Multiple variable assignments from command output in BASH

eval $(date +"day=%d; month=%m; year=%y")
It's quite easy to capture the output of a command and assign it in a shell's variable: day=$(date +%d) month=$(date +%m) But, what if we want to perform the same task with just one program invocation? Here comes the power of eval! date(1) outputs a string like "day=29; month=07; year=11" (notice the semicolons I added on purpose at date's custom output) which is a legal shell line. This like is then parsed and executed by the shell once again with the help of eval. Just setting 3 variables! Inspired by LinuxJournal's column "Dave Taylor's Work the Shell".
Sample Output
$ eval $(date +"day=%d; month=%m; year=%y")
$ echo $day/$month/$year

By: xakon
2011-07-29 12:47:26

2 Alternatives + Submit Alt

What Others Think

Very nice!
flatcap · 540 weeks and 1 day ago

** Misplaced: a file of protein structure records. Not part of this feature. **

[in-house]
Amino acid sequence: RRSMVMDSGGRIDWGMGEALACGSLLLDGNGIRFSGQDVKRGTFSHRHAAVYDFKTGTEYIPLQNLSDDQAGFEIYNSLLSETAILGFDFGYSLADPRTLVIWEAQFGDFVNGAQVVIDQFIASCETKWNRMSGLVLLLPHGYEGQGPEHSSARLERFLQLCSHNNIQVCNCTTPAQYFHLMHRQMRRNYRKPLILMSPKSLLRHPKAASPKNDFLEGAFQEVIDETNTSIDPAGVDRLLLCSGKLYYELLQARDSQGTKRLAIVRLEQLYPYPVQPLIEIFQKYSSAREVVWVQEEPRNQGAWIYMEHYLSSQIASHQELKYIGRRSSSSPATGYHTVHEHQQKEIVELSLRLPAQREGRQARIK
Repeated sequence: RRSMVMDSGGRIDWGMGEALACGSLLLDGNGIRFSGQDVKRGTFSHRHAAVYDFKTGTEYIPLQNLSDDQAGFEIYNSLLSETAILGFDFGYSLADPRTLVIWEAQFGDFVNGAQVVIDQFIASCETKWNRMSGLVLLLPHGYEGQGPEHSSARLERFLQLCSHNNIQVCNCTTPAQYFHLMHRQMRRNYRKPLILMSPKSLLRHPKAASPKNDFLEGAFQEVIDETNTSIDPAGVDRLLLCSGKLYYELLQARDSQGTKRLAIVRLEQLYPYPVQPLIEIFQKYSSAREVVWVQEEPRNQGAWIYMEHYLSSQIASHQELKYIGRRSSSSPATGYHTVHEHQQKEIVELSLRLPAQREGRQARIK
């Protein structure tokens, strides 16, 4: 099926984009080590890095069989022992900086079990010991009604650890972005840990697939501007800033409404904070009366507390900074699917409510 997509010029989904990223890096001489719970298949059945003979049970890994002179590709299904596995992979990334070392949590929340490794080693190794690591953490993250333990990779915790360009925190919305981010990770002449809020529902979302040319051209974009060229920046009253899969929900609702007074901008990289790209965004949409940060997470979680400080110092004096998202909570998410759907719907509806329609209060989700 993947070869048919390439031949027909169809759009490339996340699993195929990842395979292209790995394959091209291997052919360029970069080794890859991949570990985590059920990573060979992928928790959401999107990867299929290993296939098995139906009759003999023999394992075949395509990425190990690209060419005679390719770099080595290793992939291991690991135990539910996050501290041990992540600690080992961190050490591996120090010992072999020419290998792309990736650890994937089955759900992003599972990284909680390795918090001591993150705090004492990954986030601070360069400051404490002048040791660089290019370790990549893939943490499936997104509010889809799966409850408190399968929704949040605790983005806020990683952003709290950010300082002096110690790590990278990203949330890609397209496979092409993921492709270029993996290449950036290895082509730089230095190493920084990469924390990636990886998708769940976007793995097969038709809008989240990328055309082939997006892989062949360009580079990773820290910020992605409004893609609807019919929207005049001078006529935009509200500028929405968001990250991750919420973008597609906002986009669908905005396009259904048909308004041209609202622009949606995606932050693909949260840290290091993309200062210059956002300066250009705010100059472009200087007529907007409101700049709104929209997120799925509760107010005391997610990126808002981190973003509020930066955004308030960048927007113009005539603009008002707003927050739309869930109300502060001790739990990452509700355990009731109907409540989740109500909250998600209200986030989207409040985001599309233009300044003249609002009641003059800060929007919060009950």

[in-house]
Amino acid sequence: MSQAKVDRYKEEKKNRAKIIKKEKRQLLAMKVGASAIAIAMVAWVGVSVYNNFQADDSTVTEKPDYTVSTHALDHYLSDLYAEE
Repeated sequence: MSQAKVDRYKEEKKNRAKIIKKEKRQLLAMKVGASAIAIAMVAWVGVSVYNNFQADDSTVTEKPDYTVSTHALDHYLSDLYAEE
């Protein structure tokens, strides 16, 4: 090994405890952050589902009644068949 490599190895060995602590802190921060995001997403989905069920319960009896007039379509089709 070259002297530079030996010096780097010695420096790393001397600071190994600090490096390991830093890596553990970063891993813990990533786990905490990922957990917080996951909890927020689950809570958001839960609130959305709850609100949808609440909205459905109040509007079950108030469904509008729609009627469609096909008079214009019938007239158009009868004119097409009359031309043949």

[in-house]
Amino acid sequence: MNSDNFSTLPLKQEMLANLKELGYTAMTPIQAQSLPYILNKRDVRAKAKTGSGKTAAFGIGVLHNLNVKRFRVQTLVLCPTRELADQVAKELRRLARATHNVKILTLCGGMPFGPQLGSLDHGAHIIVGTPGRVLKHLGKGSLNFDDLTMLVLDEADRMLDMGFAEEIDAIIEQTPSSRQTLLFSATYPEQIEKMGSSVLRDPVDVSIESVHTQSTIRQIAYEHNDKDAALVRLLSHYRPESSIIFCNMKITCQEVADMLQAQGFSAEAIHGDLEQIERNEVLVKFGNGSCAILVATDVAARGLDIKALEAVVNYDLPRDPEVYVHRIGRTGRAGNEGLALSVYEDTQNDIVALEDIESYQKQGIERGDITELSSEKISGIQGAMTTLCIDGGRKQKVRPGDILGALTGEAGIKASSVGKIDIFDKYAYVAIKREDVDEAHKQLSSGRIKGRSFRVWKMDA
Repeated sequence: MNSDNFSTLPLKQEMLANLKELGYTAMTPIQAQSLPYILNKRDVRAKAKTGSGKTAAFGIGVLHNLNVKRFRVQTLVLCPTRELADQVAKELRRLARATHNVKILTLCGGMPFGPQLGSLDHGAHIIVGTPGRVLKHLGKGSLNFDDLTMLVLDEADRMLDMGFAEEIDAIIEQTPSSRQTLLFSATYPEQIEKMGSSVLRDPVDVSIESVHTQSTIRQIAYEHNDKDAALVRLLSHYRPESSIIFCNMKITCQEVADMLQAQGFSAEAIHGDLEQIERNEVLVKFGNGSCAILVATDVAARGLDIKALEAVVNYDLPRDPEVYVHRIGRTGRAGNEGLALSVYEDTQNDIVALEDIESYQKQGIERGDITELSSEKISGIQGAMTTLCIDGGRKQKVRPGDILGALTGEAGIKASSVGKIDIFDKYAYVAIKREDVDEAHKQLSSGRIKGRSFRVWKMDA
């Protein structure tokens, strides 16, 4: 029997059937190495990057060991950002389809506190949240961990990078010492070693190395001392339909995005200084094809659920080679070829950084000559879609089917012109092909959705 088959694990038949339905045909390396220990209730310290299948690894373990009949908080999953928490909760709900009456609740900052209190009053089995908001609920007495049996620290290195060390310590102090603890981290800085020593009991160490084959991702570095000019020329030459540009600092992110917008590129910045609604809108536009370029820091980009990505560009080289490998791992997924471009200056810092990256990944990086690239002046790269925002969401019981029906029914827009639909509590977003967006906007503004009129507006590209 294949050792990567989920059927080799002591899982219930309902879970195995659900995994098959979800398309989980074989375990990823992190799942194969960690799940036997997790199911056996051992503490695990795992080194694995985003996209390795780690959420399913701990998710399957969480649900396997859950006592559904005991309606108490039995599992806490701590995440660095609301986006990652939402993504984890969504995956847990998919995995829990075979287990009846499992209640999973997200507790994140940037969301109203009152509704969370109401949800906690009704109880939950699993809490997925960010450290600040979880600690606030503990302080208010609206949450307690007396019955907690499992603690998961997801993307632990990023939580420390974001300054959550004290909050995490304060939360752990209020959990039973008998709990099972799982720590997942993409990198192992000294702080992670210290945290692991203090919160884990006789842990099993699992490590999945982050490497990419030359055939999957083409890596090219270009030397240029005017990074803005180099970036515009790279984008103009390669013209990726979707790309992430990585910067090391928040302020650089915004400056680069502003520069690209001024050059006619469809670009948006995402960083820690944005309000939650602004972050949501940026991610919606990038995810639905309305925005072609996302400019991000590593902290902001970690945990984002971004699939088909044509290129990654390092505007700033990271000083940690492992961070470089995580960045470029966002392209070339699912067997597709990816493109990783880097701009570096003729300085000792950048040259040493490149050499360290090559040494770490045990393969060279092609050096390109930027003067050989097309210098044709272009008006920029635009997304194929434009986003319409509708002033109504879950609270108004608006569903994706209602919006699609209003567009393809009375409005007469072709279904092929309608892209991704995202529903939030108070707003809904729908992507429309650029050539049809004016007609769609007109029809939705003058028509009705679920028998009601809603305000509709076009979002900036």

Using 'eval' in any language makes me nervous. Still, even a curmudgeon like me can see how useful it is to treat instructions as data and vice-versa.
Mozai · 540 weeks ago
Not strangely, I have the same feelings about 'eval' in almost every language. Yet, I totally agree with you as I re-discover once again its power and the usefulness of going around the wall when it stands in front of you while trying to solve a problem! And by the way, I should not forget the power of 'eval' in many Lisp-like languages!
xakon · 540 weeks ago
I like how eval works with the stat's -s option.
putnamhill · 539 weeks and 2 days ago
How do you mean? Can you please provide an example of your point? stat(1) doesn't have a '-s' switch in my system!
xakon · 539 weeks and 2 days ago
I see what you mean. I don't have that option on my linux systems either. Maybe it's just a BSD thing. This is how it works on my mac: stat -s some.file st_dev=234881026 st_ino=3657562 st_mode=0100644 st_nlink=1 st_uid=501 st_gid=20 st_rdev=0 st_size=478 st_atime=1312497217 st_mtime=1309535724 st_ctime=1309535724 st_birthtime=1309535658 st_blksize=4096 st_blocks=8 st_flags=0 When you eval the output of stat -s (if you have that option), you get a bunch of variables set.
putnamhill · 539 weeks and 1 day ago

What do you think?

Any thoughts on this command? Does it work on your machine? Can you do the same thing with only 14 characters?

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